"New Passages" gave me added enthusiasm as well as an explanation for what I, a woman at age 50, am feeling and experiencing. How wonderful that I am metamorphosing into a "second adulthood!" That the last few years of culling out what I don't want to do are leading towards a powerful purpose: living the rest of my life with ever-greater meaning and enjoyment. As with "The Silent Passage," which has given so many men and women a healthier perspective of menopause, "New Passages" has helped define a brighter and more exciting future for all of us who are growing into our 50'and beyond. Even my 86 year old mother understands better where she has been in her "2nd adulthood," enabling her to define the significance of her continuing life....to just live in integrity and serve as an example for all those around her. Sheehy quoted research which shows that our genetic heritage profoundly affects us until 60-65....but, after that, what we think and beleve is what most profoundly affects how well we live. As in golf, "the game" is controlled by the 6" between our ears....
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Format: Paperback
Conceptually excellent, but a dismally dreary read.
Ever been at a cocktail party where you meet someone who tells an interesting story, but takes half an hour to do it, because of all the needless peripheral information. Sheehy personified. She fails to hold my attention with tediously drawn-out examples which lack pith and focus. An good editor would halve the length and double the value. The content is not bad, it just takes so damn long to get to the point.
Very Ameri-centric.
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By A Customer on August 31, 2003
Format: Paperback
I found Sheehy's second "Passages" book almost as good as the first. As an aging baby boomer, the issues of recharting my life direction at middle age has been daunting to say the least. Second Passages provided the structure for this process. I also suggest "The Second Journey" by T. Athey as another good book - more focus on the issues of the Baby Boomer generation.
Platonix
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By A Customer on January 7, 1999
Format: Paperback
Half way reading this book, and I had to give it a thumbs up already. Sheehy's analysis and narrative is hard hitting and brilliant. Your very life passage is written out in this book. Virtually everyone will identify with at least one of her narratives/passages. A must read for anyone interested in the philosophical aspects of LIFE!
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Format: Paperback Verified Purchase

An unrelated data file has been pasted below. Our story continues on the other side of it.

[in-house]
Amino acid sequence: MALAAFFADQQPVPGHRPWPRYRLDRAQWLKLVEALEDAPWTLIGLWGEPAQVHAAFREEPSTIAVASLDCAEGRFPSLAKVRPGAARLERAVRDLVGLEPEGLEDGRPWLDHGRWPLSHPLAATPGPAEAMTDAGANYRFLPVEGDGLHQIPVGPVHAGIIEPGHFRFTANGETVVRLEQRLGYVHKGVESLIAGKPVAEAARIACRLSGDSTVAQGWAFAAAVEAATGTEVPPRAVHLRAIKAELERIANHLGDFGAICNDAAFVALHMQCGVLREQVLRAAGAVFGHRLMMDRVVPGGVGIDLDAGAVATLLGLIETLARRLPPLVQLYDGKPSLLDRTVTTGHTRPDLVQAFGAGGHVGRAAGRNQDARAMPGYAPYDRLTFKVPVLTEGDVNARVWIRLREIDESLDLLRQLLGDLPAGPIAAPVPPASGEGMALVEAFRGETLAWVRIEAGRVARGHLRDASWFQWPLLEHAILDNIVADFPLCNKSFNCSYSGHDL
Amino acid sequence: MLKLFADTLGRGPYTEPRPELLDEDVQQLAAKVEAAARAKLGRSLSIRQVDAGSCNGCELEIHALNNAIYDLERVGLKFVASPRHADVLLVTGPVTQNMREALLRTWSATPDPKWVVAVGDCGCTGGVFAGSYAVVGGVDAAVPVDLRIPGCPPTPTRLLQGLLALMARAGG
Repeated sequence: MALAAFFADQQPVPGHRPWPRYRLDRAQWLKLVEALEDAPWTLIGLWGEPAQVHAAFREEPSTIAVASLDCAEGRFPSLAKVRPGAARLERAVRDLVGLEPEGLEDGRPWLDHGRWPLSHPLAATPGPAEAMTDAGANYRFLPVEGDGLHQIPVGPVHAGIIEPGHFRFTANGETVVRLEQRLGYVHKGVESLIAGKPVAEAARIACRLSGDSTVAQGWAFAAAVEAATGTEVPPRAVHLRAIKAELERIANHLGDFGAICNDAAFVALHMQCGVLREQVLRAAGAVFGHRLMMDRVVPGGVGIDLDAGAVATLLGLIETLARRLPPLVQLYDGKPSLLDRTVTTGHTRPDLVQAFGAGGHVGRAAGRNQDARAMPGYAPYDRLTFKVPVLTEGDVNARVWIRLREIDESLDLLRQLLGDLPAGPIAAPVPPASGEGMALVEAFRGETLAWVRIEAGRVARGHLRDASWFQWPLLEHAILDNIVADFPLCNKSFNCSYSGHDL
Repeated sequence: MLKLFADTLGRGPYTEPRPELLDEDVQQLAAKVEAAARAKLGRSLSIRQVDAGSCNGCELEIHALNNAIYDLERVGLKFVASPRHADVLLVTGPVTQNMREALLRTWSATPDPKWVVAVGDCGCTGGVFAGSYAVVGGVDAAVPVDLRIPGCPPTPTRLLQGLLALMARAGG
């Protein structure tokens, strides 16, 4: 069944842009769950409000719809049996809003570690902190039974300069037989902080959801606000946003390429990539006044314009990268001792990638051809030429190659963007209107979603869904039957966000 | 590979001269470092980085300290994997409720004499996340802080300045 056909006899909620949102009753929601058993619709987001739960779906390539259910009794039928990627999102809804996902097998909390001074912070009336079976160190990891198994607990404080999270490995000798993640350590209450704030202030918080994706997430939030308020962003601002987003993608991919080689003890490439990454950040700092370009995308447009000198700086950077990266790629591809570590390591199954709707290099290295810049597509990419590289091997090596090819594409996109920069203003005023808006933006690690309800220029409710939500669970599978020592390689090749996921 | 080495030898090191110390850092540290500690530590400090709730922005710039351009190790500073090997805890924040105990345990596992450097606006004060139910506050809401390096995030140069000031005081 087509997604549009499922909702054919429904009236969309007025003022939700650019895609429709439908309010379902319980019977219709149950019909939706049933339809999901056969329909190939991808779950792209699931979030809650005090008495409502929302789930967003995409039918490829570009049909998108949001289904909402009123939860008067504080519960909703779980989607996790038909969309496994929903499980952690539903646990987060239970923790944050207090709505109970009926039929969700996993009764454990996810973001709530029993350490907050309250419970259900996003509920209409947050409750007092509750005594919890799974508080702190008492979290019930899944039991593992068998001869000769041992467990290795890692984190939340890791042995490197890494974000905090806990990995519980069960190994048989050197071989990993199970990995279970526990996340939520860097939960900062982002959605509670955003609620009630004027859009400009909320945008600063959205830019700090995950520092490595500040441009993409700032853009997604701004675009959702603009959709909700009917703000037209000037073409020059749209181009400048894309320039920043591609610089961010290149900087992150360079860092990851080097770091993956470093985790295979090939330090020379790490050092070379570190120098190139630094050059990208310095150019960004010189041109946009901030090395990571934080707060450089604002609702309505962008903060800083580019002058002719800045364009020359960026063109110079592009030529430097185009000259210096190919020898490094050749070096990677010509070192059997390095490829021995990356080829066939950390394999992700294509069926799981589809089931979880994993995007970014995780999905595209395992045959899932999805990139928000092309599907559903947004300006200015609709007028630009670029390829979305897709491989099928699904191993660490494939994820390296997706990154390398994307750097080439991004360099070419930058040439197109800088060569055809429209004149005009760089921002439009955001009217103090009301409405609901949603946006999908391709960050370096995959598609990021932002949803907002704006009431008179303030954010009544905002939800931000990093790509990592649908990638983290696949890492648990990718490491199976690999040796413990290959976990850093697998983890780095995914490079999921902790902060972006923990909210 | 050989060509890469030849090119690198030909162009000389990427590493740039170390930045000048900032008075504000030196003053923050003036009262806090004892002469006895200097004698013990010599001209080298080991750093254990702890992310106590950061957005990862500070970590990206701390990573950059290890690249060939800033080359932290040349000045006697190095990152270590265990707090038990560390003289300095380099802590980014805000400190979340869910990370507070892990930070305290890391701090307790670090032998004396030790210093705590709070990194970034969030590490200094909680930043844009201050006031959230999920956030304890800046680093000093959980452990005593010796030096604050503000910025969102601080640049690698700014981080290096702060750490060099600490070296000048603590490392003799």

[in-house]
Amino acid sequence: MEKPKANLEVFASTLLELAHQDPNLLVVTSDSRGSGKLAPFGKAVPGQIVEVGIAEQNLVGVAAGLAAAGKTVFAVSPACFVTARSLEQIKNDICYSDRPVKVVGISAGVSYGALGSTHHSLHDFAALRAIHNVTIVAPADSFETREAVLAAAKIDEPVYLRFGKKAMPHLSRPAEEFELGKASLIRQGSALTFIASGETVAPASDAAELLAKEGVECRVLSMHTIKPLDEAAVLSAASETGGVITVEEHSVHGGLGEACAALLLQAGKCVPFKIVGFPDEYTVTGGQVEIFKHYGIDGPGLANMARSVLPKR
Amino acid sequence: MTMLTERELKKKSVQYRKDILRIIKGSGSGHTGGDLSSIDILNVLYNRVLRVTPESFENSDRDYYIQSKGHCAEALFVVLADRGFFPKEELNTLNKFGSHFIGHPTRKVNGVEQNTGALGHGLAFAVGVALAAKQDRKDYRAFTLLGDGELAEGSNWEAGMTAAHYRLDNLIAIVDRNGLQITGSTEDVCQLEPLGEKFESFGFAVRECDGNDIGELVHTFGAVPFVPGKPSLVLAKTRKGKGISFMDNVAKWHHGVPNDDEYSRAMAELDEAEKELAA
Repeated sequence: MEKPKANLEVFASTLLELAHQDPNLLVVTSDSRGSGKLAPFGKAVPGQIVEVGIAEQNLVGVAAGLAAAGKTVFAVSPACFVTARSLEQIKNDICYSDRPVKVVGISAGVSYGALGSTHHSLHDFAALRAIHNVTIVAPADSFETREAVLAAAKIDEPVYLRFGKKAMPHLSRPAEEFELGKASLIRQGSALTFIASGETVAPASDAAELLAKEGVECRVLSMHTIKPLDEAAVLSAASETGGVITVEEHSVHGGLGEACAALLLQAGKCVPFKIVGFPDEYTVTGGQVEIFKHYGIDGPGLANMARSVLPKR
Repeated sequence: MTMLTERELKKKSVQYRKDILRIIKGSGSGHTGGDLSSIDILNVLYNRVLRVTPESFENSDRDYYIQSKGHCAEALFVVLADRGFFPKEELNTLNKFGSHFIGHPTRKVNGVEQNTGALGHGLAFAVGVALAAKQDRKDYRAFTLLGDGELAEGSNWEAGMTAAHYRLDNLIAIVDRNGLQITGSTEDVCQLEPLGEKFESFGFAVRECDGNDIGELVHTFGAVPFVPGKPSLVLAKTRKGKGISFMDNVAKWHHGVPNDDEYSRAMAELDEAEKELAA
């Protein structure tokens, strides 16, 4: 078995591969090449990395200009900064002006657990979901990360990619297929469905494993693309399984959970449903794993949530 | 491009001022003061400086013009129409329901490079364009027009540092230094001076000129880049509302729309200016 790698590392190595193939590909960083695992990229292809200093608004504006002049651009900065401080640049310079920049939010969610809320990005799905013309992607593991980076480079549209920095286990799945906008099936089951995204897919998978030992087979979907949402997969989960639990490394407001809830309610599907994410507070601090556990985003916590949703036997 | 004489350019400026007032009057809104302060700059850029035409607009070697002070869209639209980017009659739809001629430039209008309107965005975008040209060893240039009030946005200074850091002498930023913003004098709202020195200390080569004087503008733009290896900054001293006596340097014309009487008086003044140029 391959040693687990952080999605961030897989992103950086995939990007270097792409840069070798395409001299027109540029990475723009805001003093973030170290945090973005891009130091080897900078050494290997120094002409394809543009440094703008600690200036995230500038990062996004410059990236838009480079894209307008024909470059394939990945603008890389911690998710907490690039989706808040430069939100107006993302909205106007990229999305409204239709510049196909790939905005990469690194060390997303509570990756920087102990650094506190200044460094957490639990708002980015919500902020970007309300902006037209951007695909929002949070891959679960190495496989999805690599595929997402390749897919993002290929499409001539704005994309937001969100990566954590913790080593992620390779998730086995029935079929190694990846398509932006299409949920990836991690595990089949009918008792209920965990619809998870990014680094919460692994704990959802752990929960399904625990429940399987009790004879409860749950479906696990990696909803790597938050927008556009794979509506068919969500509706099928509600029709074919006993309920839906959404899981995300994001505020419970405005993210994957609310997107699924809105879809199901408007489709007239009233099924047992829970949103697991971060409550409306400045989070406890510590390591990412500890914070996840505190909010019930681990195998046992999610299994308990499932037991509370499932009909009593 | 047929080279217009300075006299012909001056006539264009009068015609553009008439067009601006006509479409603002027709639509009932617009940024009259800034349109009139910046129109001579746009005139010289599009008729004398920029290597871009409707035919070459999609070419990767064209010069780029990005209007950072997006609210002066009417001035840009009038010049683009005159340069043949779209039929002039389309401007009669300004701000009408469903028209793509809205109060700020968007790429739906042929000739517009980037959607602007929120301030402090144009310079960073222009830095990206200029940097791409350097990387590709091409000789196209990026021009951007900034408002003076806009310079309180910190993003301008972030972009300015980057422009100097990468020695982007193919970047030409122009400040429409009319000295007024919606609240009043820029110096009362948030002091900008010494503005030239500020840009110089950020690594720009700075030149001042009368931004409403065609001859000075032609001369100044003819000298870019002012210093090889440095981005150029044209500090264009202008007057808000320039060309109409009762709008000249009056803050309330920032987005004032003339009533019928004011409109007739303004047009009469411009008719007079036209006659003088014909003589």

Very interesting book about how our view/focus changes through each decade of our adult lives and what we have to look forward to. You might even learn what happy adults say they get the most joy from. Wouldn't that be useful information?
I loved it but it is a long read, so buckle down!
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Format: Paperback
The most interesting section of this book for me was right at the beginning where she describes the "endangered generation," those born from 1966-1980. While, I don't usually like to be called endangered, I could completely relate to the description of the troubles our generation is going through- how we have it worse off financially than our parents did in their twenties, and how that explains why we are floating in this in-between stage. This is happening just at the developmental stage in our lives when we'd feel a lot better if we had more financial freedom and didn't have to ask our parents for help. The stresses of dating, not being able to afford more than a cheap apartment (or worse- having to move back in with our parents), and being educated but in a competitive job market, take their toll. At this age, our parents were already married, owned their own home, and had a stable job. So things have changed a lot, and it helps to know that! It frees you to accept society as it is today and make the most of it. She ends the section with a positive prediction that our generation, expecting the least out of life after our disappointing start at adulthood, will end up very successful and appreciating what we have more than other generations. Sheehy is very insightful.
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Format: Hardcover Verified Purchase
As readable as the original passages and helped me get across a few stumbling blocks in my own life. It helps to know the confusion we might be feeling is normal :) A must have for anyone wanting to make the most of each decade.